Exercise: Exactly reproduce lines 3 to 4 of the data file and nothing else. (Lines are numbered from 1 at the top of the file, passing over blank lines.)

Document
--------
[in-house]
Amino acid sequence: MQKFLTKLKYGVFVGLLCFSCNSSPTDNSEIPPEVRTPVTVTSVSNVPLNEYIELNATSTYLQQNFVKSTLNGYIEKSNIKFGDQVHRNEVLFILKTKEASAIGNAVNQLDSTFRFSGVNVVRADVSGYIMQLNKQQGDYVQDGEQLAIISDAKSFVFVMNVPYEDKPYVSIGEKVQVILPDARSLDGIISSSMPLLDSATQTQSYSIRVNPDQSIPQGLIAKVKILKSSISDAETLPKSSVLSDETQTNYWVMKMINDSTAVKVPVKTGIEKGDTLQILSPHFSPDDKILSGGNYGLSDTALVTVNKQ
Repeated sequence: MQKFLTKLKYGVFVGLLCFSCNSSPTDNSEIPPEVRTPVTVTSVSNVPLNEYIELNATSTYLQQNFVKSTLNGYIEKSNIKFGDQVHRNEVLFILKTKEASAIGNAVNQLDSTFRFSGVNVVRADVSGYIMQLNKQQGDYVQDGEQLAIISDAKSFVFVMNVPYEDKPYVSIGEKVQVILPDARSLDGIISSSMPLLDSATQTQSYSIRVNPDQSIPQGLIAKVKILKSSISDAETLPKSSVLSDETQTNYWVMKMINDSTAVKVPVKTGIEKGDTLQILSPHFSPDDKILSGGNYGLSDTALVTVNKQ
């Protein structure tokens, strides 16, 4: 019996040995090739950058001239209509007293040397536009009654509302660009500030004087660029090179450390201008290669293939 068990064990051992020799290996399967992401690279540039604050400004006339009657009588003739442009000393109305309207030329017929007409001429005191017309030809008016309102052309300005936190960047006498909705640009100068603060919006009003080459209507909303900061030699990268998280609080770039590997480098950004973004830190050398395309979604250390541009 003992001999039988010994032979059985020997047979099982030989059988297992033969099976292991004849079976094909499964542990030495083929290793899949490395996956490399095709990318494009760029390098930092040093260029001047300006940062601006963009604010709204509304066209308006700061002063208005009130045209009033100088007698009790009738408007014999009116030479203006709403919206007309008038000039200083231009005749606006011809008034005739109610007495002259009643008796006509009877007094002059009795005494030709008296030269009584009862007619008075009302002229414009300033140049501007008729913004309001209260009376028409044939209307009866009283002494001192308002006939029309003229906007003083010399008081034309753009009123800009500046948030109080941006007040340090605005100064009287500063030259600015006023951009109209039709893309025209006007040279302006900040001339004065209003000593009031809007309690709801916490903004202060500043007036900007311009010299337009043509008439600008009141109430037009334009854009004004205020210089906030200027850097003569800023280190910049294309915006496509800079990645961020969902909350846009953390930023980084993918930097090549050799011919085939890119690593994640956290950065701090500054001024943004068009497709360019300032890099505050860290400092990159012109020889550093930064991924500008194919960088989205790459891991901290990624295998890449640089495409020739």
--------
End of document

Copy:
Repeated sequence: MQKFLTKLKYGVFVGLLCFSCNSSPTDNSEIPPEVRTPVTVTSVSNVPLNEYIELNATSTYLQQNFVKSTLNGYIEKSNIKFGDQVHRNEVLFILKTKEASAIGNAVNQLDSTFRFSGVNVVRADVSGYIMQLNKQQGDYVQDGEQLAIISDAKSFVFVMNVPYEDKPYVSIGEKVQVILPDARSLDGIISSSMPLLDSATQTQSYSIRVNPDQSIPQGLIAKVKILKSSISDAETLPKSSVLSDETQTNYWVMKMINDSTAVKVPVKTGIEKGDTLQILSPHFSPDDKILSGGNYGLSDTALVTVNKQ
């Protein structure tokens, strides 16, 4: 019996040995090739950058001239209509007293040397536009009654509302660009500030004087660029090179450390201008290669293939 068990064990051992020799290996399967992401690279540039604050400004006339009657009588003739442009000393109305309207030329017929007409001429005191017309030809008016309102052309300005936190960047006498909705640009100068603060919006009003080459209507909303900061030699990268998280609080770039590997480098950004973004830190050398395309979604250390541009 003992001999039988010994032979059985020997047979099982030989059988297992033969099976292991004849079976094909499964542990030495083929290793899949490395996956490399095709990318494009760029390098930092040093260029001047300006940062601006963009604010709204509304066209308006700061002063208005009130045209009033100088007698009790009738408007014999009116030479203006709403919206007309008038000039200083231009005749606006011809008034005739109610007495002259009643008796006509009877007094002059009795005494030709008296030269009584009862007619008075009302002229414009300033140049501007008729913004309001209260009376028409044939209307009866009283002494001192308002006939029309003229906007003083010399008081034309753009009123800009500046948030109080941006007040340090605005100064009287500063030259600015006023951009109209039709893309025209006007040279302006900040001339004065209003000593009031809007309690709801916490903004202060500043007036900007311009010299337009043509008439600008009141109430037009334009854009004004205020210089906030200027850097003569800023280190910049294309915006496509800079990645961020969902909350846009953390930023980084993918930097090549050799011919085939890119690593994640956290950065701090500054001024943004068009497709360019300032890099505050860290400092990159012109020889550093930064991924500008194919960088989205790459891991901290990624295998890449640089495409020739």